1. IS IT TRUE that you can always “start your day over again”? Some days just start off like an old man with a bad leg. Or some begin well but get derailed and never seem to get on track again. On those days there is a nagging thought that yanks at me that I can’t locate among all the other thoughts crowding the real estate in my brain. And the harder I try to figure out what that thought is—because it must be there and it must be bothering me—the more it eludes me. Is it some old piece of mental detritus that just got dislodged and floated up a few levels? Like, why was Dad in such a bad mood that day in 1976? Or: when we were teenagers and my best friend finally cried in front of me on that park bench on a summer night over her parents’ divorce, why was I so paralyzed and unable to speak? Her pain just floored me. I was okay with pain inside myself, but to see it in another person felt excruciating. And if I apologized to her on the phone across the country now and said, “I wanted to do more,” would it make a difference? I’m better about these things now, I like to think. But all that was so long ago.
2. Is kale the new Williamsburg? Why kale all of a sudden? Why not Swiss chard?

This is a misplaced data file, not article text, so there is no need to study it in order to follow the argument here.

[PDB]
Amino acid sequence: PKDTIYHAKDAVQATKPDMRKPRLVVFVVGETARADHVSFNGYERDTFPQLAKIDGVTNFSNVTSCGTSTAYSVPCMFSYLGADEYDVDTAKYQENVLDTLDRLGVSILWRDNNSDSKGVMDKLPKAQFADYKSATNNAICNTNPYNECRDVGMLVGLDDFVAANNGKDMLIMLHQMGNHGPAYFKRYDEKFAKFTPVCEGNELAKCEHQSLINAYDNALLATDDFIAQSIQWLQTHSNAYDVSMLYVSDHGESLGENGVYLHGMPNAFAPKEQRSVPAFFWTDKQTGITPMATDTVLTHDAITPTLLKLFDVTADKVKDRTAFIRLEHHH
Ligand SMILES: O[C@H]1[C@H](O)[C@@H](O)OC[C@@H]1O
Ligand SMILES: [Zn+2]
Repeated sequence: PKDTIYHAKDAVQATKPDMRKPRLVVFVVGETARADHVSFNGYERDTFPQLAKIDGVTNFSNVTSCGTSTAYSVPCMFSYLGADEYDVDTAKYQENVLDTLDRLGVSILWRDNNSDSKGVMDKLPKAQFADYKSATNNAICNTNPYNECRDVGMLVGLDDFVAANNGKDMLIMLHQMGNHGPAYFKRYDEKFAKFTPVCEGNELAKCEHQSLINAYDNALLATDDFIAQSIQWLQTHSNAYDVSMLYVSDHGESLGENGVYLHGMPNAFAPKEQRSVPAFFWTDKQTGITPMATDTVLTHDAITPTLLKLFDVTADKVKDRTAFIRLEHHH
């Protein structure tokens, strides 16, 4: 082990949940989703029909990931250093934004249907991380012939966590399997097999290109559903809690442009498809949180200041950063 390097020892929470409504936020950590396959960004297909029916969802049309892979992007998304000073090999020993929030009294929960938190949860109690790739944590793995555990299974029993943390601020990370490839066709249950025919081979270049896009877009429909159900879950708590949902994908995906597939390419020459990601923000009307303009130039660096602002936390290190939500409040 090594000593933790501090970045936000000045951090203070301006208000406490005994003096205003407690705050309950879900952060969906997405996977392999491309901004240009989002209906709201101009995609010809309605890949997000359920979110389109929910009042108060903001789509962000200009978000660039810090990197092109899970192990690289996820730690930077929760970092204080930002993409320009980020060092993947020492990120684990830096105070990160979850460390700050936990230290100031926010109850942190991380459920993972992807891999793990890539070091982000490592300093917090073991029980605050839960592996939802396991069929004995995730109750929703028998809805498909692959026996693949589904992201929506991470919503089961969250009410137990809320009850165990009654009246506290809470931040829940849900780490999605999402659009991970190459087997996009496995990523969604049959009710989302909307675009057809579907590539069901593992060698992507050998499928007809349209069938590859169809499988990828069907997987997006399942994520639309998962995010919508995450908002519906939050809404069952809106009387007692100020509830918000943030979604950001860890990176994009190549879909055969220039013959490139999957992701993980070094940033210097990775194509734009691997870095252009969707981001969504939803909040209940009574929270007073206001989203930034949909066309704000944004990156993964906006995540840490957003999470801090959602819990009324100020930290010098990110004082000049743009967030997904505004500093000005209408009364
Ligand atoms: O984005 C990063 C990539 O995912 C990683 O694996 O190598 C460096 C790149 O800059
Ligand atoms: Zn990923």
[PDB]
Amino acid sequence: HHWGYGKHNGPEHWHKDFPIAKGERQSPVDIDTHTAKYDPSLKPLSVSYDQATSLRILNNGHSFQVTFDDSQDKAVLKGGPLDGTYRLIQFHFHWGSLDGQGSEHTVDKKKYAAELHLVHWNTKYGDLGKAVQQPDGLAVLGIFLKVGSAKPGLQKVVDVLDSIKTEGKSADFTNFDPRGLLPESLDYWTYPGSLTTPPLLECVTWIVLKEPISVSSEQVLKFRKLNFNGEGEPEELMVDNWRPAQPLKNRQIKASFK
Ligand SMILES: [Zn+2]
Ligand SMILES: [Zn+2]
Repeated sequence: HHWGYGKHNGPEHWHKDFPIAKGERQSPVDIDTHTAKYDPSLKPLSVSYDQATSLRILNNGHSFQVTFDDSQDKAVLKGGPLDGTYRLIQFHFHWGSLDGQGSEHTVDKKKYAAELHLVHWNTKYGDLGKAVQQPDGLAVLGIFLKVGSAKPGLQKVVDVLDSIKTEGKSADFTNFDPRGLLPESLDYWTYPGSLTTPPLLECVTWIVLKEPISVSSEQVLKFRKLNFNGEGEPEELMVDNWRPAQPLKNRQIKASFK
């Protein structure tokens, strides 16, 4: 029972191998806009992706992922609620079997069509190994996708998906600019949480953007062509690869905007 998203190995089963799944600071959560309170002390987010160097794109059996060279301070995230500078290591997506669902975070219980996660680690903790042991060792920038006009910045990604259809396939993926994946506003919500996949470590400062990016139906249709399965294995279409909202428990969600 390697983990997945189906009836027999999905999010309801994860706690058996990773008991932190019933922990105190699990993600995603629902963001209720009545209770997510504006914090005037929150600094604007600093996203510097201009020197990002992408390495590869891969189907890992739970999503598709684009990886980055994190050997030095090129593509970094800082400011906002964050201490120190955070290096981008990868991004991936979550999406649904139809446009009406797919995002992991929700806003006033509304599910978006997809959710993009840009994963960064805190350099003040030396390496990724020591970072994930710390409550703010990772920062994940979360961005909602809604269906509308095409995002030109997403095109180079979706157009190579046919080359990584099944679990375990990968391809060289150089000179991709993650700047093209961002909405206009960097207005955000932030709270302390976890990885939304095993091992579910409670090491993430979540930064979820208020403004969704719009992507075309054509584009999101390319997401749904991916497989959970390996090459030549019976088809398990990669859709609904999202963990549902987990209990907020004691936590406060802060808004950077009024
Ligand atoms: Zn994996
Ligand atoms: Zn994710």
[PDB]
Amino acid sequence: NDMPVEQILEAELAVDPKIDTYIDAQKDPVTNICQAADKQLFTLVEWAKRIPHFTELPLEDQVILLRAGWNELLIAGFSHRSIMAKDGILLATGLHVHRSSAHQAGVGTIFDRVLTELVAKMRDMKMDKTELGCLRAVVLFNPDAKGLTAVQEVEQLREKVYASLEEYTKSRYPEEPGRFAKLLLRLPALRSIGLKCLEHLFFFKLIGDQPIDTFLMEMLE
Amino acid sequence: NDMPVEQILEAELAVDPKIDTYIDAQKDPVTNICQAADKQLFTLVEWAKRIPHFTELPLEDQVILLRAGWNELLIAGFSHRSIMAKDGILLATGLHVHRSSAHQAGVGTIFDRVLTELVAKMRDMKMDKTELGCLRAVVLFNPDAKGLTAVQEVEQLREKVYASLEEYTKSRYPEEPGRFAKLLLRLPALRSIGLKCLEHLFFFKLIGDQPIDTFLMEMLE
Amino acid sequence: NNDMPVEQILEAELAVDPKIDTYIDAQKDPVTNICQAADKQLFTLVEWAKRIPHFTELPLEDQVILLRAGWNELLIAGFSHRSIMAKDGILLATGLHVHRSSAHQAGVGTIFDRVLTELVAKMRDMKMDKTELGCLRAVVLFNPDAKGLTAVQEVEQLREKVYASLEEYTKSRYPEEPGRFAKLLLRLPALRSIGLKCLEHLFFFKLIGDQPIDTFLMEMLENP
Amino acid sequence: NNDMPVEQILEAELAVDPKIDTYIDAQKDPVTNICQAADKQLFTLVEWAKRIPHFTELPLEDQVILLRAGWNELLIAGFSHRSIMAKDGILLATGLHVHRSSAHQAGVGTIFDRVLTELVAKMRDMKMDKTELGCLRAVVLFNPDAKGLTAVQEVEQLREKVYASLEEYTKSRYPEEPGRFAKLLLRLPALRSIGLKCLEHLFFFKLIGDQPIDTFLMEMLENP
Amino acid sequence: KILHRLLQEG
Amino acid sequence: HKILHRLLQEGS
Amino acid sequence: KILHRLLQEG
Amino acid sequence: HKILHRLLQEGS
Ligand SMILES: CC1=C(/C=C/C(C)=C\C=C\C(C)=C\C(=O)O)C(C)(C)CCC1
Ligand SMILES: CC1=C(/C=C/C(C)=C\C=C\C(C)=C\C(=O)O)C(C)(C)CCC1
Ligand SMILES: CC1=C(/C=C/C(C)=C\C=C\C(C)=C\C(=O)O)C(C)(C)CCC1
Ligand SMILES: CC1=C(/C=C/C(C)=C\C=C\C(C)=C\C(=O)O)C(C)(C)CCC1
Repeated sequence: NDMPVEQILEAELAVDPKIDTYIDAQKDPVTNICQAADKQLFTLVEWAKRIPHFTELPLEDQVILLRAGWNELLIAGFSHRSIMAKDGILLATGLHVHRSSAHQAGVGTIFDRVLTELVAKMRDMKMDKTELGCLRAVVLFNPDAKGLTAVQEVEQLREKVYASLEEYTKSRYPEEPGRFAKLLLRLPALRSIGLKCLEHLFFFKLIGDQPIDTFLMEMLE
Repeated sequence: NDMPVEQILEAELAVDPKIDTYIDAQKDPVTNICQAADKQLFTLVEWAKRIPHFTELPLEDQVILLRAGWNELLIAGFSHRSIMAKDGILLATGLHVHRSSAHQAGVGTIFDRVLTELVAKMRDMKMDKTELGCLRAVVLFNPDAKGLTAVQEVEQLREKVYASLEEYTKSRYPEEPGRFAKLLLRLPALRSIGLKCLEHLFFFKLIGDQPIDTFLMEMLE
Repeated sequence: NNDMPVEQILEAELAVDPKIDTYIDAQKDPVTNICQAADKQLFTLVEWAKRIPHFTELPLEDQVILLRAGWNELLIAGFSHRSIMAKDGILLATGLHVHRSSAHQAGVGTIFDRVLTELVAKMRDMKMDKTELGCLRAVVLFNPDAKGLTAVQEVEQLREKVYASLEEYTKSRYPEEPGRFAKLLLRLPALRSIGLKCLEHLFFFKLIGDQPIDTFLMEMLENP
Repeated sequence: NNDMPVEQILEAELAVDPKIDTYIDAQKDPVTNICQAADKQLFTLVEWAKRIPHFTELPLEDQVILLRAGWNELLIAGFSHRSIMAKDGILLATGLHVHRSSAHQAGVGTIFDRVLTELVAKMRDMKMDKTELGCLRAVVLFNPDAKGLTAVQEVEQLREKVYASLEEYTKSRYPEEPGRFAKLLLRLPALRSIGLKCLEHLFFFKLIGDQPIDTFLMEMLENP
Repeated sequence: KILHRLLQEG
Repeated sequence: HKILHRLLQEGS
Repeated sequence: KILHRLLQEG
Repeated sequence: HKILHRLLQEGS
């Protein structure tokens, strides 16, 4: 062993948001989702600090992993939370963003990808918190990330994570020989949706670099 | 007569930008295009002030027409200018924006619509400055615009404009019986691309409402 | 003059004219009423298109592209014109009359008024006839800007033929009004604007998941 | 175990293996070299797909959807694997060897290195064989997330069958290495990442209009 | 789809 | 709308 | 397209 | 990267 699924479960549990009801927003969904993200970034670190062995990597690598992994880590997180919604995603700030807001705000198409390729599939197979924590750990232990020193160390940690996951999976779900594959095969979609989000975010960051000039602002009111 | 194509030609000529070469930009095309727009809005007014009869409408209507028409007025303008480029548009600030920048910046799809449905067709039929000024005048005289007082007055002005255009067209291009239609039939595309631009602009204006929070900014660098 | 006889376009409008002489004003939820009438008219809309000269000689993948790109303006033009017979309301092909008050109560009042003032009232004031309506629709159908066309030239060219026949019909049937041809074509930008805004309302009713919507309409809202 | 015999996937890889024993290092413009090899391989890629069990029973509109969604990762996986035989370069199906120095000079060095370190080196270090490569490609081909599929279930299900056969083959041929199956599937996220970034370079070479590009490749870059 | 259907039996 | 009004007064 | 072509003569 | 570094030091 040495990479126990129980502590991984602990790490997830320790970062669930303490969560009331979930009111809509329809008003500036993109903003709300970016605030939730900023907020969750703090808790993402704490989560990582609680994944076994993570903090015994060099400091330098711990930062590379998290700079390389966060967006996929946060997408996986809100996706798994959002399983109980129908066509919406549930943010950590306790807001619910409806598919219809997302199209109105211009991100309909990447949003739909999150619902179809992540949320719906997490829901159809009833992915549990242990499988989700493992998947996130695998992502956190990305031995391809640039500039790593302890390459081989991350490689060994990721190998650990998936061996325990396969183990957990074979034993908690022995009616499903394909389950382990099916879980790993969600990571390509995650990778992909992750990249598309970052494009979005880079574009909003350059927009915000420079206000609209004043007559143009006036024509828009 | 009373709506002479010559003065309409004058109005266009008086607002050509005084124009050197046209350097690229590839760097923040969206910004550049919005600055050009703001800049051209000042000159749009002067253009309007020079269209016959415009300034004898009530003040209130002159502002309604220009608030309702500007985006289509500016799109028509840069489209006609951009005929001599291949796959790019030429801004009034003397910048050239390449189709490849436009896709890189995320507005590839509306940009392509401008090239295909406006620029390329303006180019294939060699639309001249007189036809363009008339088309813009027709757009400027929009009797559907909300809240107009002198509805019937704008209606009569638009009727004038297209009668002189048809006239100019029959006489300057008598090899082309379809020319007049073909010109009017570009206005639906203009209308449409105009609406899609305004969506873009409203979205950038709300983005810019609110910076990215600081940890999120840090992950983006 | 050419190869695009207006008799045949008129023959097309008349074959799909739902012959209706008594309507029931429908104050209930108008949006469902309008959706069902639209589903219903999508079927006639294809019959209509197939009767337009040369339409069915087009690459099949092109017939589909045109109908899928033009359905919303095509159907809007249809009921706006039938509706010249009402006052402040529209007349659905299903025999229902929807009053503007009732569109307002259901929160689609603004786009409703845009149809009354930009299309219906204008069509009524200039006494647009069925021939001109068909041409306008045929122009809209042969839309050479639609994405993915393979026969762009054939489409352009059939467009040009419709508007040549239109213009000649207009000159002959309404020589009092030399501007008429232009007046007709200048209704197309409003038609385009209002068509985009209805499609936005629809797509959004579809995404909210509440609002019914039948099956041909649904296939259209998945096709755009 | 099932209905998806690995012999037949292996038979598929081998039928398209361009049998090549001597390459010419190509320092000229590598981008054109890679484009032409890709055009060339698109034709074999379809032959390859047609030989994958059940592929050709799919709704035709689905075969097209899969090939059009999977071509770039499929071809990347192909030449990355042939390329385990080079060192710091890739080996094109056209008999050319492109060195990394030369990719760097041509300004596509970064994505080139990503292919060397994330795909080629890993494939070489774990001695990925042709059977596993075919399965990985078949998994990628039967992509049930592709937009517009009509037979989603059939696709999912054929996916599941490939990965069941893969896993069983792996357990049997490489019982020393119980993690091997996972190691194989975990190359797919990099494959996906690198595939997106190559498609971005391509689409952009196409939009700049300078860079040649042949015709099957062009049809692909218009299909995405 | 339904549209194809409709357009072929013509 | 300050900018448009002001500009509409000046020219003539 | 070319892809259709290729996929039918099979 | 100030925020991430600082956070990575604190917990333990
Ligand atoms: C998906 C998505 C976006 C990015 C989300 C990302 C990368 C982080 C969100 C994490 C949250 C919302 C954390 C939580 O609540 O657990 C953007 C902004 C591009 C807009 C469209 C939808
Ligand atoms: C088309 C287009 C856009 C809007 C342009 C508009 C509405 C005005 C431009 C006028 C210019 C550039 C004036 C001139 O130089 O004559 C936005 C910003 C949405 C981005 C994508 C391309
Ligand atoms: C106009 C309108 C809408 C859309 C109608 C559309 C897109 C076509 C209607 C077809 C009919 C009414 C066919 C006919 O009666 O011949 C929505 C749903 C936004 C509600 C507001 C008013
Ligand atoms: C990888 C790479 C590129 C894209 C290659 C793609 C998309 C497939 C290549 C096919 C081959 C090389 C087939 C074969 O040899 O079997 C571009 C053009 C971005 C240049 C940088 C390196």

3. Do the dead speak to us? William James—philosopher, Harvard professor of psychiatry, and one of our most famous rationalists—was certainly curious about this. He and a group of other respected intellectuals founded the Society of Psychical Research in 1882 and spent years visiting mediums and potential charlatans to ascertain whether they were really communicating with the other side. There were some compelling stories. One Boston housewife was particularly convincing: Leonora Piper, who supposedly communicated with spirits through a gravelly-voiced alter ego named Dr. Phinuit, filled her sessions with the most specific of details—the scar above a child’s eye, the cat that two brothers killed secretly when they were kids. A private investigator could come up with no evidence that Piper was in cahoots with anyone. She was even sent to England to prove herself, away from any potential sources of information. So if a reasonable and really smart guy like William James was apt to believe in such things, couldn’t I believe too? Because it’s nice to think the lines of communication don’t go down completely and forever.